Life With MurderOut of the dozens of docs I've screened for Hot Docs 2010, few boast a nail-biting narrative that can match 'Life With Murder.'

The Jenkins family has had a tough go. In 1997, 20-year-old Jennifer was gunned down in her Chatham, Ontario home. While many clues pointed to her brother Mason as the killer, parents Brian and Leslie weren't sure what to think and stood by their son's proclaimed innocence; this process took them through 11 years of court battles and appeals, and eventually to their son's conviction of first degree murder. Life With MurderOut of the dozens of docs I've screened for Hot Docs 2010, few boast a nail-biting narrative that can match 'Life With Murder.'

The Jenkins family has had a tough go. In 1997, 20-year-old Jennifer was gunned down in her Chatham, Ontario home. While many clues pointed to her brother Mason as the killer, parents Brian and Leslie weren't sure what to think and stood by their son's proclaimed innocence; this process took them through 11 years of court battles and appeals, and eventually to their son's conviction of first degree murder.

In a Canadian town that sees only a couple of murders a year, if any, the burden of such a grave situation takes on an even more disturbing heaviness. Extensive interviews with Brian and Leslie, investigator George Vieira, extended family and most notably, Mason Jenkins himself, take us on the difficult journey.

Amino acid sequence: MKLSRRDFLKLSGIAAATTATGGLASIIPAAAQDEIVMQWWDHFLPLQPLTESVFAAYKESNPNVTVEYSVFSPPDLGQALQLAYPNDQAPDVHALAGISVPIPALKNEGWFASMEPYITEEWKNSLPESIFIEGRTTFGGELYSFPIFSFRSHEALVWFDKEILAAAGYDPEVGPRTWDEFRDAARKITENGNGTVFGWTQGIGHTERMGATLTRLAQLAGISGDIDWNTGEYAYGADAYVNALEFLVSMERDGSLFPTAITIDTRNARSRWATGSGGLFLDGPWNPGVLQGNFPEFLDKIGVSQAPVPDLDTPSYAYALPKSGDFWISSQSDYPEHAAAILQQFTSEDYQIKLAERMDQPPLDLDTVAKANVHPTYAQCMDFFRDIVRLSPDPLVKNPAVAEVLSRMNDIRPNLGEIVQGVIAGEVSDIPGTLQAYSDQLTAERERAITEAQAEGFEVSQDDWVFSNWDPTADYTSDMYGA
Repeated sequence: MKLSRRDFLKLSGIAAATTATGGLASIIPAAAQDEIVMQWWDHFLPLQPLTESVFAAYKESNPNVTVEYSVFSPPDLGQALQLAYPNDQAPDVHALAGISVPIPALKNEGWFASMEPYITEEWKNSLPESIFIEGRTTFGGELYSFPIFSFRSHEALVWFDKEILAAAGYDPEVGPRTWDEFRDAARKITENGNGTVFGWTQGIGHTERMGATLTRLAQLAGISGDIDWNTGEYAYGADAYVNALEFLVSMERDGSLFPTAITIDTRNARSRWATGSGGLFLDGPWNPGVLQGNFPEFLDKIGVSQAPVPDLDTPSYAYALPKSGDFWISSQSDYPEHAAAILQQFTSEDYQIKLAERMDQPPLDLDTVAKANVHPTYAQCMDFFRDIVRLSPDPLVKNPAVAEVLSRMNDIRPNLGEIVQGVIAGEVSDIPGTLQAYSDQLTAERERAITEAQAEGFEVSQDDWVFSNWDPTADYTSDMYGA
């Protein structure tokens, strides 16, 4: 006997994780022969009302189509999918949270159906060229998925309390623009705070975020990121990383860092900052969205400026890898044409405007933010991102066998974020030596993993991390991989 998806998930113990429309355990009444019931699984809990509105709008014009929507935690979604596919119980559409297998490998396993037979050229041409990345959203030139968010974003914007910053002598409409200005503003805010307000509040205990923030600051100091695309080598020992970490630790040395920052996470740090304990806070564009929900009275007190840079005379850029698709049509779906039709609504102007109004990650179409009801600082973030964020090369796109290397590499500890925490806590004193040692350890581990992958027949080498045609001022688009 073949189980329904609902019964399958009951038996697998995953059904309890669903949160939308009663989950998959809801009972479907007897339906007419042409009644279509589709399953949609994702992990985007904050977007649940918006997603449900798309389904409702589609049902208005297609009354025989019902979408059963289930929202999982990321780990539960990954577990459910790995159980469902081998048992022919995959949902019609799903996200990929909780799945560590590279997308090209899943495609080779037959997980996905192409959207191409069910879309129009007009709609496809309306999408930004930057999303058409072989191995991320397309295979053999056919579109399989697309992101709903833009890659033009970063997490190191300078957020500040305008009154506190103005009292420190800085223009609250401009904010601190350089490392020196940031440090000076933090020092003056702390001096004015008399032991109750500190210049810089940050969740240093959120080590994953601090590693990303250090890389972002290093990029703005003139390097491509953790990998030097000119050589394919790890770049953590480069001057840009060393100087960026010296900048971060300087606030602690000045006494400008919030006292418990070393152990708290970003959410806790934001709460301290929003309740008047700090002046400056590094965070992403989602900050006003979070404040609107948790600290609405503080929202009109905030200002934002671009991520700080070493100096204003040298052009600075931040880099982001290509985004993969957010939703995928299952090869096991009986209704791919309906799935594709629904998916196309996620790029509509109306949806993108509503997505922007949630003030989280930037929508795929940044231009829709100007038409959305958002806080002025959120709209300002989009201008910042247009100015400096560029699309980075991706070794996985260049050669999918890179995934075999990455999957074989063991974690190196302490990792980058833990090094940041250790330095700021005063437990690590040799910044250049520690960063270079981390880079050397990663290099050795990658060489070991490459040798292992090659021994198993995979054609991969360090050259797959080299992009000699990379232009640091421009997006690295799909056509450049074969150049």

The idea of watching a family deal with a murdered daughter seems about as much fun as watching Precious suffer abuse – a bit of a 'eat your veggies' of a movie – but it's worth the effort. Like so many great films, it's character, storytelling and the uncertain emotional outcome that hook the viewer into the documentary within the first few minutes. Multiple Emmy Award-winning director John Kastner skillfully takes us through the evidence, at the same time highlighting this group's need to keep some semblance of family, with fascinating results. We join Kastner as information is revealed to him. As the twists and turns of Mason's story bubble to the surface, the audience is moved from past to present, in a drama that is seductive to witness.

While the jury is likely out on how ethical it was to pull the police interrogation tapes of all three Jenkins family members just hours after the murder, the raw and grizzly emotion that is dragged out in front of the audience is breathtaking. Shot from the ceiling, the bird's eye view of the tapes reveal Mason wailing and telling a story about how he wasn't in the house during the shooting, and another shows us the terrible breakdown of a father who has just found his murdered daughter in his own home.




While 'Life With Murder' may not answer any of life's most elusive questions, it does have something to say about family. Mason and his parents are a testament to the security we find with our oldest relationships, regardless of how mangled they may become through our actions.

'Life With Murder' screens on Saturday, May 1 at 9:45 pm at the Isabel Bader Theatre and screens again on Sunday, May 9 at 3:45 pm at the Bloor Cinema.

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